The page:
Risk and Return
Peachtree Securities, Inc.
Peachtree Securities is a regional brokerage house based in Atlanta.
Although the firm is
only 20 years old, it has prospered by following a simple goal – providing quality
personal brokerage services to small investors.
Jake Taylor, the firm’s founder and
president, is well-satisfied with Peachtree’s progress.
However, he is apprehensive about
the future, as more and more of the firm’s customers are buying mutual funds rather than
individual stocks and bonds.
Thus, even though the number of customers per office has
been increasing because of population growth, the number of transactions per customer
has been decreasing, and hence sales growth has slackened.
Taylor believes this trend will continue, so he has been actively expanding his product
line in an effort to increase sales volume.
As a first step, Peachtree began offering trust
and portfolio management services five years ago.
Many of the trust clients are retirees
who are interested primarily in current income rather than capital gains.
Thus, an average
portfolio consists mostly of bonds and high yield stocks.
The stock component is heavily
weighted with electric utilities, an industry that has traditionally paid high dividends.
example, the average electric company’s dividend yield was about 6.3 percent in 1992,
versus an average stock’s yield of 3.1 percent.
Until 1993, Peachtree had no in-house security analysts –all stock and bond selections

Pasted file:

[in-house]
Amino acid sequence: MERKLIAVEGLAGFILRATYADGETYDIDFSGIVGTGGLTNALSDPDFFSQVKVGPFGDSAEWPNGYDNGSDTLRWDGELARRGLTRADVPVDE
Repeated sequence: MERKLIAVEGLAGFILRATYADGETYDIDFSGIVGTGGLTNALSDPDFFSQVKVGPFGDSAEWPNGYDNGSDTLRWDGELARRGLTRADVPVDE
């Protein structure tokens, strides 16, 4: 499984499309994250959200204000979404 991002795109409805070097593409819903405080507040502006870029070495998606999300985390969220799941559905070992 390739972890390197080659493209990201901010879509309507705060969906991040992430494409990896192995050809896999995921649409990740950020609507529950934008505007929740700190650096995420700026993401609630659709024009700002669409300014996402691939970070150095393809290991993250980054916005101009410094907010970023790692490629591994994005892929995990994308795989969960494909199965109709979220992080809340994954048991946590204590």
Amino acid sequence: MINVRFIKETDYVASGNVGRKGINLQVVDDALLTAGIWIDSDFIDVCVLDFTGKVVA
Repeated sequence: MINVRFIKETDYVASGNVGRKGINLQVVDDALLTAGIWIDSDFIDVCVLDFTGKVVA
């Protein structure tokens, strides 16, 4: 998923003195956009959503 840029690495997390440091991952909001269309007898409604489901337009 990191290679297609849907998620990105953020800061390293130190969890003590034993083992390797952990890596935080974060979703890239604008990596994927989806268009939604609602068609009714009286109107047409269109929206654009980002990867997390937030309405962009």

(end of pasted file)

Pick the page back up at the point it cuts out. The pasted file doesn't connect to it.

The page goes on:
were based on research provided by subscription services.
However, these services had
become very costly, and the volume of portfolio management had reached the point
where hiring an in-house analyst was now cost-effective.
Because most of its portfolios
were heavily weighted with electric utilities, Peachtree created its first analyst position to
track this industry.
Taylor hired Laura Donahue, a recent graduate of the University of
Georgia, to fill the job.
Donahue reported to work in early January, 1993, jubilant at having the opportunity to
use the skills she had worked so hard to learn.
Taylor then informed her that her first task
would be to conduct a seminar for a group of Peachtree customers on stock investments,
including the effects of different securities on portfolio performance.
Donahue was asked
to pick an electric utility, assess its riskiness, develop an estimate of its required rate of
return on equity, and then present her findings to a group of Peachtree’s customers.
Donahue’s first step –choosing the company- was simple.
She had been born and raised
in Tampa, Florida, so she picked TECO Energy, Inc., the holding company for Tampa
Next, she searched for information on the company.
using the Value Line Investment Survey during her student days, so she turned to this